We have prizes for first place, second place, and for fastest submission. The reason we did that is because for me, it’s not just the story about the person who wins, but about all the athletes. We’re really trying to tell the story about everyone, and by telling that story there’s gonna be winners, gonna be losers, gonna be emotions, and we’re gonna see the daemons. We look at these athletes like they’re kings – and they are – but they’re also very human. We didn’t want this to be another tournament where this guy one, and you forget about everybody else. No, we wanted this to be a story about the guy that wins as much as the guy who loses. We could have just dropped all the fights, but this is a story about the things they went through in this experience. After every single match we interview these guys again. We get their story, and we get their mentality, and we get to see the emotion and the process of the tournament play out. We’re trying to present it in a different way. 

All these guys came together and filmed it in secret. Everything is playing out, and we’re able to drop it in this exciting way. That does two things. It helps the athletes look good and lets us tell their story, and lets us make content that is exciting for the fans. If you watch an episode, only see a few minutes of an exciting match, you can go and watch the whole match later. A lot of the BJJ nerds are into this and have said that’s the bit they want to see. We’re trying to drop a lot of content in a lot of ways, and we want the fans to be happy, and the athletes to be happy, and for our sponsors to be happy.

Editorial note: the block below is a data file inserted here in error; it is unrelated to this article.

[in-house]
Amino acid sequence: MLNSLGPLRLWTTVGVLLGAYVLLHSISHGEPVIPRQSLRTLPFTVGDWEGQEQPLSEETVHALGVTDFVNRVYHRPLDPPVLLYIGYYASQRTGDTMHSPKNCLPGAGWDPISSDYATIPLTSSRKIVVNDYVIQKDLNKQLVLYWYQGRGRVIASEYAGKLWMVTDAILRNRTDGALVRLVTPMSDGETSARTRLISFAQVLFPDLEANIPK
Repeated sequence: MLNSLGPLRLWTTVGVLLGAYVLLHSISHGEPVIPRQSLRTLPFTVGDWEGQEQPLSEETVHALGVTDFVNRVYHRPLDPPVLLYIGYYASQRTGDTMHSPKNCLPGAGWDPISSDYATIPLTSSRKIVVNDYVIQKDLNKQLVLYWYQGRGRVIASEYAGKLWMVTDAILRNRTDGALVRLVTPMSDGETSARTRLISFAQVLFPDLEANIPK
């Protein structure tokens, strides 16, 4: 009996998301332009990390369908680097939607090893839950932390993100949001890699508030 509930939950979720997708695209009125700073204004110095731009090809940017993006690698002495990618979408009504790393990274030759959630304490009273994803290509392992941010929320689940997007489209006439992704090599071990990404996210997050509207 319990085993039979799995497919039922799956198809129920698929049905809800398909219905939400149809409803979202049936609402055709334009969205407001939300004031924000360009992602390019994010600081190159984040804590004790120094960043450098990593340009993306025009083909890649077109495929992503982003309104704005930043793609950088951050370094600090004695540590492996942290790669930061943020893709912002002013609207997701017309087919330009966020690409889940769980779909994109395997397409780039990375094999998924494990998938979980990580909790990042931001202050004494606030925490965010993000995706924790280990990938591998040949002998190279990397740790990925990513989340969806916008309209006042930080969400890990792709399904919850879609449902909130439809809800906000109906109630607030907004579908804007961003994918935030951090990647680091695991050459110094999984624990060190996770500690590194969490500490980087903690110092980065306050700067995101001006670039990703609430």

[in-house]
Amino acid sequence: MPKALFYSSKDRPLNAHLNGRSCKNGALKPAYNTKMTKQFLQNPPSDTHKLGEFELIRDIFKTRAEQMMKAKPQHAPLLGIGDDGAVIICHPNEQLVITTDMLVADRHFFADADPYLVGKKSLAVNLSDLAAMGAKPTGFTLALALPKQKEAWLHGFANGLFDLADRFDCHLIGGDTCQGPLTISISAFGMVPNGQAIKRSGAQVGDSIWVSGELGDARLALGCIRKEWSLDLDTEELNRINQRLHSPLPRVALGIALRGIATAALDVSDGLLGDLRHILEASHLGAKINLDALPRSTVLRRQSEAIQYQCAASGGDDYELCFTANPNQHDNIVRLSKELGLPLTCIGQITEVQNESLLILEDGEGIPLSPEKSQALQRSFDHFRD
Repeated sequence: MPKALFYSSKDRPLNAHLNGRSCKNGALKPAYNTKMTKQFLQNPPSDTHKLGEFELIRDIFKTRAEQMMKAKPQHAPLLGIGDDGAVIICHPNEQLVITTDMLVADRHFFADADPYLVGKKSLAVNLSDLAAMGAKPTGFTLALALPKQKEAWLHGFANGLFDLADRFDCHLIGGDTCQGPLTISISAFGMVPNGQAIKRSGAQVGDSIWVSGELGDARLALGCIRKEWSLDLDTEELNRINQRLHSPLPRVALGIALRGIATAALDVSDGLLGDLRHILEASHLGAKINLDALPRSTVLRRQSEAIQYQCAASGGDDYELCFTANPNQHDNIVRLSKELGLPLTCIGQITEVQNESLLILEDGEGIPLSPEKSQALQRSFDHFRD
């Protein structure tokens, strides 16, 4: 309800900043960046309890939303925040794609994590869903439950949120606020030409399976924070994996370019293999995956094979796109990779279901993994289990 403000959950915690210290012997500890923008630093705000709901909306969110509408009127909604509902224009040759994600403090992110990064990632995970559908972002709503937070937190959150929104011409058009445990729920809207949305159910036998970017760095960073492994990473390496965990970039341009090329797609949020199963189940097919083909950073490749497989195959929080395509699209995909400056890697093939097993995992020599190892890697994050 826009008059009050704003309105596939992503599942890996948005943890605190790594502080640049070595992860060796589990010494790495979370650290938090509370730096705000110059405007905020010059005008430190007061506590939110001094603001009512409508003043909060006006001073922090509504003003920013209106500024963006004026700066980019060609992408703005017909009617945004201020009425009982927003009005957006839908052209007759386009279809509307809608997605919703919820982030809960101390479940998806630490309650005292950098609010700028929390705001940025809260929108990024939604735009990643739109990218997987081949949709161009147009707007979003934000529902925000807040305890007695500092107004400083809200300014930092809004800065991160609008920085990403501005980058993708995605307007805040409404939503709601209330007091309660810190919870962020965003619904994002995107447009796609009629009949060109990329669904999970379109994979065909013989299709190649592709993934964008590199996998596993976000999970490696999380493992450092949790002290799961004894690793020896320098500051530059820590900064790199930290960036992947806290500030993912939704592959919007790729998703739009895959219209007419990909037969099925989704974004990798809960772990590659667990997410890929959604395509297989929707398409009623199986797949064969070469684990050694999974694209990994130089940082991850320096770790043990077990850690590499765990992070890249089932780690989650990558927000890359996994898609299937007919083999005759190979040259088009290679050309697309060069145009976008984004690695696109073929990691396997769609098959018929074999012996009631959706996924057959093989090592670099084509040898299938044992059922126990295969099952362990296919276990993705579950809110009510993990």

We’re giving this out for free, and that was a big thing for us. We don’t want this to be on flow grappling or fightpass, it’s just on YouTube for free so more people can see it. So far it’s been a really positive response. We’re treating this like art, not a business venture; it’s something we’re putting 100% of our effort into. We treated this as if it might be the only one we do. Because we’re amateurs we have a different style, we don’t have an editing team, it’s all us, volunteers from the gym, and sponsors. We gave all the athletes travel money, money for housing, and then for the three guys. That’s a lot of pay-out – over $10,000 just to the athletes – so in terms of fundraising, we’re just fundraising for athletes and production and that’s it. Without the community we could never have done it so we’re super grateful. 

I definitely have ideas about future shows. I really want to do women’s 135 and men’s 145. If you watch the women at 135 in the ADCC trials, there are some real bad-asses at that weight class. I want to see them submission only and no time limit. And at 145 there are so many killers – Geo Martinez, Marvin Castelle, we want Ethan Crelinsten to come back, there are a lot of guys who want to come back lower. 

I want people to know, there are some exciting, crazy matches coming up. I can’t think of another event where you have 13 matches, with 13 submissions, and it’s an exciting event all the way to the finish.

Episodes one – three are already up on the YouTube channel and the next episode drops on Monday. Follow them on Instagram

Robbie Diserens

Training MMA out of Urban Warriors Academy, because I'm still not sensible enough to avoid getting punched in the face. One day I might be a good enough writer to make a living via combat sports without getting brain damage. You can follow my fighting stuff on instagram @diserensmma, and all my articles via twitter @DiserensRobert.